Sunday, November 25, 2007

Wena's Big Break

As an Asian writer, I have had enough of ‘prettified pathos’ ... It’s always about the past, about Chinese people being concubines, having their feet bound, etc. We’re not all Amy Tans, and we Asian women don’t all have ‘issues’ with our families or mothers, or have immigration issues. We’re ready to move on.
Singaporean author Wena Poon is interviewed in Starmag by Alexandra Wong about why she has decided to represent modern Asian voices in her new collection of short stories, Lions in Winter, published by MPH.

She drew on real-life characters and situations for her stories, she says. Her stories, says Wong:
... examine the quiet lives of displaced Singaporeans living abroad, and those in Singapore who are often torn between two worlds in their search for an imaginary homeland.
Poon adds:
My theory was: white people write so much about themselves, we should write more about ourselves. Don’t we have our own sorrows, stories, joys, histories? I never want to believe that Singaporeans, for example, are less interesting than any other group of people on Earth, but in Singapore we often think of ourselves as boring, dull, compliant, etc. Are we not worthy of being captured for posterity in our own writing?
Of course, and one hopes that her writing will encourage others to capture those ordinary (but, oh so rich) lives as well.

She describes the almost accidental way the book happened. Her first ever short story Moving was scribbled on a legal pad during a plane journey, in response to a call for stories for the 2002 Merlion and the Hibiscus anthology put out by Penguin.

Two more stories appeared in Silverfish anthologies.

And then a number of things came together: me thinking (as I read a third great short story) that I'd love to read a whole book of her stuff Eric Forbes of MPH telling me every time we met that it was so hard to find good local writing that deserved to be published, and Wena's own piece on Raman's website about how she couldn't find a publisher and so had decided to go the print-on-demand route. There were loose ends that clearly needed to be connected. I'm so glad they were. Eric read her stories in the Silverfish collections and immediately scooped her up with a contract.

Alexandra Wong also reviews the book and finds it:
... an accomplished piece of work ... (which would) hold its own among works by more experienced Asian writers.

I think this is a story about what can happen when a publishing environment is working optimally, Penguin and Silverfish providing a platform for a new writer, MPH being so proactive in signing her up, and Starmag for highlighting her book even before it hits the shelves.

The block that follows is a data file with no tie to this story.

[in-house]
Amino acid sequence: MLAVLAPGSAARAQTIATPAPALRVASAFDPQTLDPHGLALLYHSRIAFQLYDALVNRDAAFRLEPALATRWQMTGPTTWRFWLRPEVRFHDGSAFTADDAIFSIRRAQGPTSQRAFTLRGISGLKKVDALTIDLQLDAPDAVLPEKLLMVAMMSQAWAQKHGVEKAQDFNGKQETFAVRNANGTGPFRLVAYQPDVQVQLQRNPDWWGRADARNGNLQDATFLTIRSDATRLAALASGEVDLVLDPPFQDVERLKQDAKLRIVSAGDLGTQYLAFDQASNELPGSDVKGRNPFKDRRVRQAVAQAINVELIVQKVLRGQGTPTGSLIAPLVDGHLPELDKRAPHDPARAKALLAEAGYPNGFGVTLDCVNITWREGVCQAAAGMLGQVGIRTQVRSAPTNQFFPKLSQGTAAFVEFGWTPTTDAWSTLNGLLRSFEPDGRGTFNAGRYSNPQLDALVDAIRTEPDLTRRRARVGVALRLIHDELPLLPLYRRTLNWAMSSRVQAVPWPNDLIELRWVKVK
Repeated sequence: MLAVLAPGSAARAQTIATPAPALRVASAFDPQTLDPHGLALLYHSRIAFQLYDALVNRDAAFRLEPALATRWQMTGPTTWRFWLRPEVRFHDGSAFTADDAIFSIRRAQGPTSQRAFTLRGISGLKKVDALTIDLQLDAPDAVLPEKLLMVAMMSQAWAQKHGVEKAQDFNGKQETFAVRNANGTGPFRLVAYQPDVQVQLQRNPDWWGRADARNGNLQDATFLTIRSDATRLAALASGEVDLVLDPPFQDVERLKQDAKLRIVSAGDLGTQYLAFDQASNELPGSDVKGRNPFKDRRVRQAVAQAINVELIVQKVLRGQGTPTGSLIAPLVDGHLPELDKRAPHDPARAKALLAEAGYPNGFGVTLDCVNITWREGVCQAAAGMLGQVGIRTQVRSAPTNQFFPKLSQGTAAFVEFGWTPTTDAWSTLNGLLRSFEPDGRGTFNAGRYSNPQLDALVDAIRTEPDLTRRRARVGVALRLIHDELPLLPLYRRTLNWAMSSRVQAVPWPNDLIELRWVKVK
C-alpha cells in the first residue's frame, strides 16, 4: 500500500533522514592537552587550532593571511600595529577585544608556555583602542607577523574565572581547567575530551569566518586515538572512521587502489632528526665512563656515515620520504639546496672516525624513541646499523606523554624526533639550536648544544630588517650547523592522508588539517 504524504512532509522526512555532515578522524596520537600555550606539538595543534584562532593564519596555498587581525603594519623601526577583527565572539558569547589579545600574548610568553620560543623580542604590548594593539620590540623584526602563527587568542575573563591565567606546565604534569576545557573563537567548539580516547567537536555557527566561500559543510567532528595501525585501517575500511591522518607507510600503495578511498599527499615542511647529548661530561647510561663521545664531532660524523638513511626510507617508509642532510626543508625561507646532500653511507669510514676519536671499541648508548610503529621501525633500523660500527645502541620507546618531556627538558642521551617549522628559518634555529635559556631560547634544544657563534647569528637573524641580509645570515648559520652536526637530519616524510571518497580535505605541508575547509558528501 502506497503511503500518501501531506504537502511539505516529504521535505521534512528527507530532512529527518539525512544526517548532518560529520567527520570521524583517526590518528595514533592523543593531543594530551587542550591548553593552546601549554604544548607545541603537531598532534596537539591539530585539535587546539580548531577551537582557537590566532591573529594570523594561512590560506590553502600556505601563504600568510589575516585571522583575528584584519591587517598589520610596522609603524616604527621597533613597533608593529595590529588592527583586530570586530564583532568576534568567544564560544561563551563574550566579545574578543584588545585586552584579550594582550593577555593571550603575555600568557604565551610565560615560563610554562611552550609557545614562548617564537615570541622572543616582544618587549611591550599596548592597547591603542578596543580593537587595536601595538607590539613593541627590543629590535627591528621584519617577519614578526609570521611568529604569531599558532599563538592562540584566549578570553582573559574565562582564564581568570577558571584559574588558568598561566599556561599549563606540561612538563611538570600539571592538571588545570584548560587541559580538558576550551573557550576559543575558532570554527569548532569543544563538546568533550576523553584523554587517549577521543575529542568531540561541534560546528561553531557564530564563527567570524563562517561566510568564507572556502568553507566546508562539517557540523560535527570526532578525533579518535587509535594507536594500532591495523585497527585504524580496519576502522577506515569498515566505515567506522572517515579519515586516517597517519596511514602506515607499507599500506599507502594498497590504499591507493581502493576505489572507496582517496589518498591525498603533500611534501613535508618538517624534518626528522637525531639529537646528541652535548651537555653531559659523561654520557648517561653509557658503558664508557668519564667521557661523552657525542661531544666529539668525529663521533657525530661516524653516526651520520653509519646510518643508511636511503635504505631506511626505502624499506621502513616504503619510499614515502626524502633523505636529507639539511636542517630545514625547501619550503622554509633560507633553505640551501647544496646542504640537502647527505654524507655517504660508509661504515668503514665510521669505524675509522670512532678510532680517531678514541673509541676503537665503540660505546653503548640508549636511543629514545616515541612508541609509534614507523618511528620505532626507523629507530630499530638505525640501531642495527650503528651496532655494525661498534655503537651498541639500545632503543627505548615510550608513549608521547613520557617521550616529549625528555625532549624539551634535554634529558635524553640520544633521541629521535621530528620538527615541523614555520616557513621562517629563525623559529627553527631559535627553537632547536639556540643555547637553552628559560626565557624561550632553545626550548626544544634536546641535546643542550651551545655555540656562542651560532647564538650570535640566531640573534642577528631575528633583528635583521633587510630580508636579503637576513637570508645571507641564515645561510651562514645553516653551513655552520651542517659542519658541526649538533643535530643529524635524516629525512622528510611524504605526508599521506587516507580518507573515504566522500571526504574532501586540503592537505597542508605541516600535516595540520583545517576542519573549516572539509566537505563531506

I really wish Wena the very best of luck with this collection when it is released next month, and I hope we get to see her here in Malaysia soon.

(Note: the title of this post is of course a nod to Wena's hilarious and very clever story Kenny's Big Break.)


Janet said...

Thanks for blogging about this, Sharon. Just wanted to add that the book isn't on the shelves yet, but will be soon in December 2007. The review was an advance review actually!

bibliobibuli said...

noted janet and added to the post.

suanie said...

sounds really interesting. am looking forward to it.

personally i love reading autobiographical books. i've gone through most of amy tan's stuff, and the book 'wild swans', and i think another one was 'joss and gold'... basically what wena is trying to avoid. true that, we are not all bound to our ancestors' fates. the oldest relative i knew didn't even bind her feet (she was kind of cruel to my grandmother though, does that make a story? :P ).

but i think what matters more is how it's told. indeed, it might seem very 'sien' to read yet another story on an evil matriarch.. or how 'he came to nanyang with a bundle and 30 years later became a millionaire with 3 wives'... but somehow it does not seem boring to me at all. maybe because the books with such a theme i've read were written most wonderfully, there wasn't a moment when i didn't feel for the writer. i guess what i am trying to convey is, any story told beautifully is a good story. to me.

currently i am reading neil cross' heartland, and i just bought peter roche's unloved. 10 pages into 'heartland' and i felt like wailing.

Anonymous said...

Actually suanie I think cruelty makes a good story. Happiness is not entertaining, unless there's some sort of sinister motive behind it. All the most popular books have been about cruelty and death and murder and pain and heartbreak.

But hey, more details about the contract, how much was it worth, how many books ? :)